August 4, 2011
Cargill Recalls Salmonella-Contaminated Turkey
One of the nation's leading meat producers announced Wednesday the recall of more than 35 million pounds of ground turkey that has been linked to a salmonella outbreak that has so far sickened 76 people around the country and has claimed the life of one person in California.
Cargill Inc. initiated the recall on the same day Agriculture Secretary Tom Vilsack told the International Association for Food Protection that safe food is a national priority."For poultry, we've established new, tougher performance standards for salmonella," he said to an audience in Milwaukee. "Establishments that fail to meet our new standards will have their names published and undergo a more intensified inspection."
The recall is the largest Class I recall in USDA's history, meaning it "involves a health hazard situation in which there is a reasonable probability that eating the food will cause health problems or death," according to US Department of Agriculture rules. Overall, the recall is the second largest in US history.
The outbreak has affected people in 26 states so far and Cargill is hoping the recall will now keep the outbreak from spreading any further. It halted production and output of ground-turkey at its Springdale, Arkansas plant that may have produced the tainted meat from February 20 to August 2, Cargill said in a statement on Wednesday.
"It is regrettable that people may have become ill from eating one of our ground-turkey products and, for anyone who did, we are truly sorry," Steve Willardsen, the president of Cargill's turkey-processing business, said in an e-mailed statement to Bloomberg.
The USDA said the voluntary recall is for fresh and frozen ground turkey products produced by Cargill Value Added Meats from its Springdale, AR. Consumers are urged to return any unopened packages of ground turkey items listed on the Cargill product-recall list for a full refund. The list can be found here.
Richard Raymond, former undersecretary for food safety at USDA, said because the recall goes back so far, most of the meat has most likely already been consumed.
Federal and state officials had searched for the cause of the salmonella outbreak for months. The Centers for Disease Control and Prevention (CDC) on Monday published a probe saying the microbe -- salmonella Heidelberg -- is resistant to many commonly prescribed antibiotics.
Seattle food safety lawyer Bill Marler told USA Today that the public should have been told long ago what products were obviously sickening people. "I don't think it serves the Food Safety Inspection Service well because it makes it look as if they're doing the industry's bidding, when I in fact know that's not what they're doing."
The CDC confirmed the one death came from poisoning by the salmonella Heidelberg. Most cases of sickening, however, have come from Ohio and Michigan -- 10 cases in each state. Texas had nine, Illinois seven and California six.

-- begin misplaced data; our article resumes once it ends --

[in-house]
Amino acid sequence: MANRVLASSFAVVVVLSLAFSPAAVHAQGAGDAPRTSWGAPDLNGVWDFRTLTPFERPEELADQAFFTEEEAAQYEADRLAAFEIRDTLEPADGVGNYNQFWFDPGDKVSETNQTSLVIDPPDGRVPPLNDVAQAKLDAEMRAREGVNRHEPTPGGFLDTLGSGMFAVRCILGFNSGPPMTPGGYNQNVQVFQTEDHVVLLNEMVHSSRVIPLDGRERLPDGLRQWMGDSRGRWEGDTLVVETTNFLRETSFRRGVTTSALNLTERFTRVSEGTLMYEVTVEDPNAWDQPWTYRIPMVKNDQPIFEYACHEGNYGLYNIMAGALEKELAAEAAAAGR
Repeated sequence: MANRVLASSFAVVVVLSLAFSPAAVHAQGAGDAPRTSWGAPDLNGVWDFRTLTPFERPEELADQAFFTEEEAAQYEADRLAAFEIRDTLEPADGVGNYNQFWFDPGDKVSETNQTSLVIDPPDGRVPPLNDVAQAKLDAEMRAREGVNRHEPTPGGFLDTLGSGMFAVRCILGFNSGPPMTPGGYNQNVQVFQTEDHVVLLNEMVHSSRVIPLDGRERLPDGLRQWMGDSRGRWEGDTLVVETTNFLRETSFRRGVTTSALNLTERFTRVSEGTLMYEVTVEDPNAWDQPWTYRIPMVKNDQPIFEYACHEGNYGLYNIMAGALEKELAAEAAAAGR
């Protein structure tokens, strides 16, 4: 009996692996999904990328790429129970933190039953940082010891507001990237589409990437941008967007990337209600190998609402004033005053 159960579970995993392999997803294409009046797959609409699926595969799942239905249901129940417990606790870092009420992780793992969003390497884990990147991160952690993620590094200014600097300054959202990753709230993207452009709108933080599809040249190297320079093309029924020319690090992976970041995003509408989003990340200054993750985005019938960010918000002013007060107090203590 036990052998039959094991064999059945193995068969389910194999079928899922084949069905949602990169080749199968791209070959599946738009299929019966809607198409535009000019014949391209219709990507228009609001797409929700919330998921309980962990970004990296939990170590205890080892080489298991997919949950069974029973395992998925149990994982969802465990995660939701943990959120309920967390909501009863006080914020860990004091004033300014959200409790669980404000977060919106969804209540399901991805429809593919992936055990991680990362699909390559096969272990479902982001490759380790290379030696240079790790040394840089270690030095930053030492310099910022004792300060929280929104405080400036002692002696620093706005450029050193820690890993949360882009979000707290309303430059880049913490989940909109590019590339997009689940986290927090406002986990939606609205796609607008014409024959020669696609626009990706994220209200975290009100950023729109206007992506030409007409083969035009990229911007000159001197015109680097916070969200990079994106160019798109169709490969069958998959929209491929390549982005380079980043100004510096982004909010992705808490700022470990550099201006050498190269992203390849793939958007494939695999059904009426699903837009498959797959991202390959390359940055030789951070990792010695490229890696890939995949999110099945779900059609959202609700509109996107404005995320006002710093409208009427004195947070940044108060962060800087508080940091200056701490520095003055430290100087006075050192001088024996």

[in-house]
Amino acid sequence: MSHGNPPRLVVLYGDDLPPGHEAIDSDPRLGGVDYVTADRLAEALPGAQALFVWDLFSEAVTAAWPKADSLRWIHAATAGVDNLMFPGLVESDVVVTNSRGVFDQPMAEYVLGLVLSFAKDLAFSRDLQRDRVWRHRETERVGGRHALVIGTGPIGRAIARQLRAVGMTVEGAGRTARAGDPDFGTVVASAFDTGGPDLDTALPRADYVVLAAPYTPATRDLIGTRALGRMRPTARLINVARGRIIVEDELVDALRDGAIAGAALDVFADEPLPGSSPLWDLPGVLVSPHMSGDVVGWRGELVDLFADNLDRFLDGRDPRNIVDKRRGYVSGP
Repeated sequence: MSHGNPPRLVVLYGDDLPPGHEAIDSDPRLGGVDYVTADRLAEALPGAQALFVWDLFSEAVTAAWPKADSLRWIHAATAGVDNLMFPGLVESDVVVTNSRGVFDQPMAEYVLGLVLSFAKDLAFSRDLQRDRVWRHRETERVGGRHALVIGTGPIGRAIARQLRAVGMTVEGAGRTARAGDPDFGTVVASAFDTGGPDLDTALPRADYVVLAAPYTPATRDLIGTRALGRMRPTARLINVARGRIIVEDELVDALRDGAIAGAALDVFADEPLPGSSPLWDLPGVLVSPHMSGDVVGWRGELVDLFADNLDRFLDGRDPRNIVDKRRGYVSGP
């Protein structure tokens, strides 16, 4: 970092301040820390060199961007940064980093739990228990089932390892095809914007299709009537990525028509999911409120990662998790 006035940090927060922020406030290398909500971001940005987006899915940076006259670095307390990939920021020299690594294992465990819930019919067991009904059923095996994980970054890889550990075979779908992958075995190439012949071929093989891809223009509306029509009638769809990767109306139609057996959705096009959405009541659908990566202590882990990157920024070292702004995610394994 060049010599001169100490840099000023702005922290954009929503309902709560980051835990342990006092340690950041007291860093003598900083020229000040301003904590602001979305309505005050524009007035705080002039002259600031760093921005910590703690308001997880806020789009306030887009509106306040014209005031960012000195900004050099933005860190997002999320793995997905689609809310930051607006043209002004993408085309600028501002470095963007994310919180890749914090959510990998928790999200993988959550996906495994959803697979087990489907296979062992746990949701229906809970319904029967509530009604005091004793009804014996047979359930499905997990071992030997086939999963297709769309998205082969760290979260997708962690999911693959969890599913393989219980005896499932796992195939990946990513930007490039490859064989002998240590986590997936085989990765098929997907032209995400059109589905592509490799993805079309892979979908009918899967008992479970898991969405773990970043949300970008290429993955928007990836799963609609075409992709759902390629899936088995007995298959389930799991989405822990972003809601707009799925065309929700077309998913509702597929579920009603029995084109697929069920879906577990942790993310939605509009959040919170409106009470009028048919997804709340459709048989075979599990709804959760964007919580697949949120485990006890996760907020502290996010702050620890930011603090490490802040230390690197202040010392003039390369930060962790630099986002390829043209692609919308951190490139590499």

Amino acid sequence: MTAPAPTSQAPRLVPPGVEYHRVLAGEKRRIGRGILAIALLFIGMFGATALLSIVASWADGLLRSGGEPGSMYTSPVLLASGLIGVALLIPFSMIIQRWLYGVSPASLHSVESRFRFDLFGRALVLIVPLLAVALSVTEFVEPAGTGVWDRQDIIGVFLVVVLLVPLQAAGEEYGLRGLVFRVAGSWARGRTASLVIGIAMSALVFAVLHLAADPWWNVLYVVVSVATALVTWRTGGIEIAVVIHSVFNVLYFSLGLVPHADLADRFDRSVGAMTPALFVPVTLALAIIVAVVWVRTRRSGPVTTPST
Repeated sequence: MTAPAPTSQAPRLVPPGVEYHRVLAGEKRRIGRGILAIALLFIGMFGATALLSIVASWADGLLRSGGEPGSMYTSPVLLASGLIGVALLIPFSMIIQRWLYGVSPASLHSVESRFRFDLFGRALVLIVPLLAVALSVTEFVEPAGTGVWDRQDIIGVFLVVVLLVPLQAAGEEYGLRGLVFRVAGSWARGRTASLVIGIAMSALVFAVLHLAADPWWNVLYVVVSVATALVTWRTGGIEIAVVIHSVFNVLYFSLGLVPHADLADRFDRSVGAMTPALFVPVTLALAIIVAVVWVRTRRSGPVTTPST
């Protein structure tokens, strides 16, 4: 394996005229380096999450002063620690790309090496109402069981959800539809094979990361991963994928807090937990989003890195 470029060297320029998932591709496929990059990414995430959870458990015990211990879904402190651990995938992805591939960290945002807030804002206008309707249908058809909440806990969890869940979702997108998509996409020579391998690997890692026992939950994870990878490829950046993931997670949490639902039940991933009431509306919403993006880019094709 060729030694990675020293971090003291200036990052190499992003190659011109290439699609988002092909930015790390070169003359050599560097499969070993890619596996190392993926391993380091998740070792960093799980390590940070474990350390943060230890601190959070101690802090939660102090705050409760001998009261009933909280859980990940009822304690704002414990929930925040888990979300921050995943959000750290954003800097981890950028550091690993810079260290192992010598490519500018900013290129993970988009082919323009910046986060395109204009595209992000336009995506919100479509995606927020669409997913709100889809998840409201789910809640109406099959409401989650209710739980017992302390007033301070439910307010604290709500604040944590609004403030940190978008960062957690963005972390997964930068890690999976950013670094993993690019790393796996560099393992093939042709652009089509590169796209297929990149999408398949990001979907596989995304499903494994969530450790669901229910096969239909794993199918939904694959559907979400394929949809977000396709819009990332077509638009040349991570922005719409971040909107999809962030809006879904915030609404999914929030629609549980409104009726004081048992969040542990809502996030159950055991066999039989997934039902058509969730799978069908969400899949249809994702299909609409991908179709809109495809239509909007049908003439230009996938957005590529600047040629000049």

The Center for Science in the Public Interest is calling for tighter regulations on US food supply. They say poultry needs to be checked for the antibiotic-resistant strain blamed for the outbreak. The advocacy group in May petitioned the government to require such testing. Without some form of federal monitoring, future outbreaks are likely to continue, said Sarah Klein, attorney for the Washington-based organization.
"This outbreak represents the urgency of the situation," Klein told Bloomberg in a phone interview. "We need to take a proactive approach."
Safeway Inc. said some of the recalled meat was packaged as "Safeway Fresh Ground Turkey" and sold at its Randall's and Tom Thumb stores in Texas. Those outlets are voluntarily participating in the recall, Safeway said in a news release on Wednesday. Safeway said none of its other operations are affected due to the recall.
The latest recall could cause short-term weakness in demand for turkey products, Karl Skold, an economist and the former head of commodity procurement for ConAgra Foods Inc., said in a telephone interview with Bloomberg. Consumers tend to have a "fairly short-term memory."
"Once it's removed and the shelves are restocked, most people will go back to buying it," said Skold. Initially, demand for other products like ground beef or ground chicken may improve as consumers substitute those meats for turkey, he said.
Salmonella is common in poultry products and can be eliminated with proper cooking practices. The USDA in a 29 July public health alert reminded consumers that ground turkey should always be cooked to an internal temperature of 165 degrees Fahrenheit to kill food-borne bacteria, including salmonella.
The initial symptoms of salmonella poisoning include diarrhea, fever, and abdominal cramps. Most people recover without treatment. But, in some cases, hospitalization is necessary, and an infection can be deadly if not treated promptly with antibiotics. Although, the Heidelberg strain of the bacteria is resistant to antibiotics.
Older adults, infants and people with impaired immune systems are more likely to have a severe salmonella illness, according to the CDC.
On the Net:
- International Association for Food Protection
- Centers for Science in the Public Interest